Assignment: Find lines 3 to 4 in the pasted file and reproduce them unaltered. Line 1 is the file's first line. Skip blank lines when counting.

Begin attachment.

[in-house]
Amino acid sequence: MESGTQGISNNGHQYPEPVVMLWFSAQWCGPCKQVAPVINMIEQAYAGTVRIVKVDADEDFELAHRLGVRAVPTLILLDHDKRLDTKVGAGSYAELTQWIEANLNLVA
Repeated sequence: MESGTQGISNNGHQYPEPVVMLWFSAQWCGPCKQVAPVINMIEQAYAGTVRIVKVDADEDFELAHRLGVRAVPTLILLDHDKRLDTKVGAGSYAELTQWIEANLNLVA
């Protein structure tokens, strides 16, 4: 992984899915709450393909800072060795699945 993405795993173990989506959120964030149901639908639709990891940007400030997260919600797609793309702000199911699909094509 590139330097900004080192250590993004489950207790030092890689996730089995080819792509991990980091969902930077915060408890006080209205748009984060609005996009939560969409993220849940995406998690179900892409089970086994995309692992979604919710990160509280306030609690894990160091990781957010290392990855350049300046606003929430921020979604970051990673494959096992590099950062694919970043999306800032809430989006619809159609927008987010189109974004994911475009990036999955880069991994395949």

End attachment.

Repeated sequence: MESGTQGISNNGHQYPEPVVMLWFSAQWCGPCKQVAPVINMIEQAYAGTVRIVKVDADEDFELAHRLGVRAVPTLILLDHDKRLDTKVGAGSYAELTQWIEANLNLVA
């Protein structure tokens, strides 16, 4: 992984899915709450393909800072060795699945 993405795993173990989506959120964030149901639908639709990891940007400030997260919600797609793309702000199911699909094509 590139330097900004080192250590993004489950207790030092890689996730089995080819792509991990980091969902930077915060408890006080209205748009984060609005996009939560969409993220849940995406998690179900892409089970086994995309692992979604919710990160509280306030609690894990160091990781957010290392990855350049300046606003929430921020979604970051990673494959096992590099950062694919970043999306800032809430989006619809159609927008987010189109974004994911475009990036999955880069991994395949």